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The online news site BuzzFeed ran a funny post last week on what the media would say if it applied its coverage of Samantha Cameron to new prime minister Theresa May’s husband.
Would they point out that Philip May is “show[ing] off his tiny waist” in a navy blue two-piece? Would they applaud him for “bringing trousers to the forefront of fashion”? They might say that, with his “enviable looks and lifestyle”, he “has it all”.
Certainly, while the tabloids speculate as to whether Mr May should “give up his day job”, “no detail would be spared in the event he gets whisked away for his birthday,” BuzzFeed said. The piece points to the gulf that exists despite decades of advances by women in a world still largely ruled by men.
But asked by a friend if I was enthused by the prospect of a tranche of female leaders holding power — Angela Merkel in Germany, Mrs May in the UK and potentially Hillary Clinton in the US — my answer was “not especially”.
There are three theories that back my scepticism as to whether a few women at the top will blaze a trail for our daughters to follow.
The first is the “glass cliff”, the idea that women are only put in power in situations of disastrous hideousness. Drafted in as crisis managers, they are set up to fail, confirming suspicions that they were not suitable leaders. In the wake of Brexit, Mrs May’s promotion seems to support this theory.
The second is a study of chief executives and diversity which has shown that the existence of a few trailblazers has allowed companies and political parties to become lazier — rather than more energetic — in promoting women.
Richie Zweigenhaft, the study’s author and professor of psychology at Guilford College in North Carolina, says one of the “ironic effects” of the past rise in numbers of women at the top may be that the “heyday of diversity has come and gone”. His study found that the number of white women, African Americans, Latinos and Asian Americans appointed as the chief executives of Fortune 500 companies declined sharply last year. Now that a few women have made it to the top, there appears less, not more, pressure on boards to appoint them.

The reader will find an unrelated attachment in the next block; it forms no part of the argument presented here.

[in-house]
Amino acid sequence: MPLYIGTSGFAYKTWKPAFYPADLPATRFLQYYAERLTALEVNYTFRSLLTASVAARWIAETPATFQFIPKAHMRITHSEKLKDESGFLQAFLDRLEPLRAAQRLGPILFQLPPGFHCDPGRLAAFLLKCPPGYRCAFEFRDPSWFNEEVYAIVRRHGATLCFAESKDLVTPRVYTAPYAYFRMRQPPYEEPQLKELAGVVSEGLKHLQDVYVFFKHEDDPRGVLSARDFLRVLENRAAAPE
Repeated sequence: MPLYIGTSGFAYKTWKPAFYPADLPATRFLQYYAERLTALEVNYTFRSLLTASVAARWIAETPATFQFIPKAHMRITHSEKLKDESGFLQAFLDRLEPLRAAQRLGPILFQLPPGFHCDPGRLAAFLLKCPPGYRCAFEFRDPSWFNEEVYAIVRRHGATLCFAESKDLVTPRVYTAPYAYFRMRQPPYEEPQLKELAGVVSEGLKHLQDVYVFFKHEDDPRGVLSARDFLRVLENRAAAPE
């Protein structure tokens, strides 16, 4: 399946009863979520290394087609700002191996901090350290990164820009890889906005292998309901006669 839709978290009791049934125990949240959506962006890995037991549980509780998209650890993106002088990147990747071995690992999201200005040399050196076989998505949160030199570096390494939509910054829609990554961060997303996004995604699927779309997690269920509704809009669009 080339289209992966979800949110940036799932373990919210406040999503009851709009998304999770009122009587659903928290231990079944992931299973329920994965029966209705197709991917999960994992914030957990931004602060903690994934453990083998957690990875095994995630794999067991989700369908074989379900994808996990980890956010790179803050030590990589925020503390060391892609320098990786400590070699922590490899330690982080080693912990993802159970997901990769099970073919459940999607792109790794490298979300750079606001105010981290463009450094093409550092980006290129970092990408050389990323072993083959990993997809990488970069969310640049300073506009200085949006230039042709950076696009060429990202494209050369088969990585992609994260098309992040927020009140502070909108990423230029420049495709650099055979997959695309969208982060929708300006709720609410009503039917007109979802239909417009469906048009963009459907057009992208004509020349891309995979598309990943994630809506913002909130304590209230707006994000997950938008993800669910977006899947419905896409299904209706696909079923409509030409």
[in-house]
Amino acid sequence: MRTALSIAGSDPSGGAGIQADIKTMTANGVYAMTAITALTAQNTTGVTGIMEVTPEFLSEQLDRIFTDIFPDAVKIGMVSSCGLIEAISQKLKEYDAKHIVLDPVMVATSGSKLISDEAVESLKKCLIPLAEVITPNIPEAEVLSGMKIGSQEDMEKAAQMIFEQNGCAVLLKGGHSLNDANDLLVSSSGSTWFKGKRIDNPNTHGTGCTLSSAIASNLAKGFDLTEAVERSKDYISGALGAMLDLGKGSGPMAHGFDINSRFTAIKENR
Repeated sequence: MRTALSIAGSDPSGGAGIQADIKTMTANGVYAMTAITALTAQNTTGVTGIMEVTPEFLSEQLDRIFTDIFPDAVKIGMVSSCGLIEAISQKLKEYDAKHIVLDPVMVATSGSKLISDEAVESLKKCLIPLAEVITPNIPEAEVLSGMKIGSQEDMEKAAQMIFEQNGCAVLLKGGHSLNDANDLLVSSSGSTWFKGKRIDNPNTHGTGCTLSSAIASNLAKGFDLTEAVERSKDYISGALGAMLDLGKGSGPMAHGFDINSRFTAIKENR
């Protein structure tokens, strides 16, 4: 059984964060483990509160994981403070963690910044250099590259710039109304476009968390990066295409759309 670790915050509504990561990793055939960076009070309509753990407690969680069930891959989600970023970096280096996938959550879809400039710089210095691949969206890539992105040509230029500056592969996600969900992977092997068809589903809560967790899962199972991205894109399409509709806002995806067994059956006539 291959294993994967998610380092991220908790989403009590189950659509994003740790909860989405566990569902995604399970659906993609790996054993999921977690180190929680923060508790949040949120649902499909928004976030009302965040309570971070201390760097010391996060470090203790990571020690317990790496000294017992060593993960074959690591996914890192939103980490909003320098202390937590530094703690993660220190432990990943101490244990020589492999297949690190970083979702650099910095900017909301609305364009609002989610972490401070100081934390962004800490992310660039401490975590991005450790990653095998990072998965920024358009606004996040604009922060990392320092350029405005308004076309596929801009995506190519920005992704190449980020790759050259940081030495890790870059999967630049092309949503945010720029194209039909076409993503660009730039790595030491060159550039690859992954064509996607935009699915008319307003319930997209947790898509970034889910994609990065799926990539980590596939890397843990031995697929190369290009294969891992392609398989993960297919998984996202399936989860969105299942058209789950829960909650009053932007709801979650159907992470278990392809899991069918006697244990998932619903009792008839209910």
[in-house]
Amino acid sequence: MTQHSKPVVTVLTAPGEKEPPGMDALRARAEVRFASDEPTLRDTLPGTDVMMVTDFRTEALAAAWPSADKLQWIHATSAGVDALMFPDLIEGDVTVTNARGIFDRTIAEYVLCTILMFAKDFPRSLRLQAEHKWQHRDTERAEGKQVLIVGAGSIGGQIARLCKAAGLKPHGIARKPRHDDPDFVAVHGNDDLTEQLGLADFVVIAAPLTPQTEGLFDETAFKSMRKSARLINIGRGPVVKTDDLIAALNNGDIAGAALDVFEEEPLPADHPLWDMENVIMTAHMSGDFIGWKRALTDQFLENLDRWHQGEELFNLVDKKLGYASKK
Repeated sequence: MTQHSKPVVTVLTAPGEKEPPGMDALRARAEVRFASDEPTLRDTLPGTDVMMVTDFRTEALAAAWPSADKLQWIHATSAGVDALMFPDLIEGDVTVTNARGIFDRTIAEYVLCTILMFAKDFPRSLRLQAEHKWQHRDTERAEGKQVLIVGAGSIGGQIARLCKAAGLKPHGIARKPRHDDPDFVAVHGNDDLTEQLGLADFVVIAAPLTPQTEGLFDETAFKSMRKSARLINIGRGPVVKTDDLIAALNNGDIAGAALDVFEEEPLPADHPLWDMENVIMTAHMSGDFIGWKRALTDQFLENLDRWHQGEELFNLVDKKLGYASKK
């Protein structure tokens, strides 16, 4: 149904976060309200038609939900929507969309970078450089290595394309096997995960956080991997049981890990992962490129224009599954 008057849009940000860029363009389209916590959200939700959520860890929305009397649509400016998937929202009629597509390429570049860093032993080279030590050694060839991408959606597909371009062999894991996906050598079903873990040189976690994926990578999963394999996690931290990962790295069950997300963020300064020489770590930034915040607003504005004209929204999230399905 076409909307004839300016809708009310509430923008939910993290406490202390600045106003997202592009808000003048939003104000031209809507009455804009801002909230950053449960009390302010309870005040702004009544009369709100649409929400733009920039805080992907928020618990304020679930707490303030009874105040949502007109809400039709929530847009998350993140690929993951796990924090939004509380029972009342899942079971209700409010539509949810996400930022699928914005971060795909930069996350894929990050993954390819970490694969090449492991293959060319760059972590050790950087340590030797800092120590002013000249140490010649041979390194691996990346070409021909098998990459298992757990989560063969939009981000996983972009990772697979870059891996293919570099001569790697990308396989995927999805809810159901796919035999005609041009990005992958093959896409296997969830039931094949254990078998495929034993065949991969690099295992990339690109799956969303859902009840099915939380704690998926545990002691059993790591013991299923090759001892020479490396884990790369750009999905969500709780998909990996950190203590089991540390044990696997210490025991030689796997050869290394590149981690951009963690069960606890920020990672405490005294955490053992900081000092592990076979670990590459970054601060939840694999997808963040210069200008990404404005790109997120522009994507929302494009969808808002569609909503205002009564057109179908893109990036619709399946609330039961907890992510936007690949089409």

The third reason is that there are few signs yet that women in top jobs are breaking the mould. In the west, much of the gender discrimination is subtle: an instinctive reluctance to recognise that women with a light smile and a small stride can also be intellectual heavyweights and deserve the pay of their male counterparts. The effect is psychological — a persistent wear on the psyche that limits men’s expectations of women and women’s own ambitions.
In order to get to the top, women have had to behave in ways that “did not make the white men in power uncomfortable”, Mr Zweigenhaft’s study found. This involved mimicking their male colleagues’ ways and holding “perspectives and values that were not markedly different from their white male counterparts”.
As Carly Fiorina, former chief executive of Hewlett-Packard, and Margaret Thatcher, the UK’s only other female prime minister, have shown, the mere fact that a woman is in charge does not guarantee policy or cultural changes that will benefit women. For most women, there remain too many economic and structural barriers.
Where women or minorities have made progress, it has been because of pressure from the bottom up, “not the sudden enlightenment of those at the top”, says Mr Zweigenhaft. Women only won the vote in the UK after suffragettes were imprisoned. The equal pay act in the UK was signed following a strike by women who sewed car seat covers at the Ford factory in east London.
In which case, the best way to get our daughters to break into positions traditionally dominated by men is to fight for what women, and increasing numbers of men, want — flexible working, free childcare and equal pay.
Ms Merkel, Mrs Clinton and Mrs May could save us the trouble of campaigning by demanding legislative reform — paving the way for real equality for our daughters and enabling a fair competition for positions of power. But despite some well-meaning steps, Ms Merkel has not yet delivered this. Though it would be pleasing to be proved wrong, it is unlikely that Mrs May and Mrs Clinton will either.
Gill Plimmer is an FT reporter standing in for Justine Roberts this week
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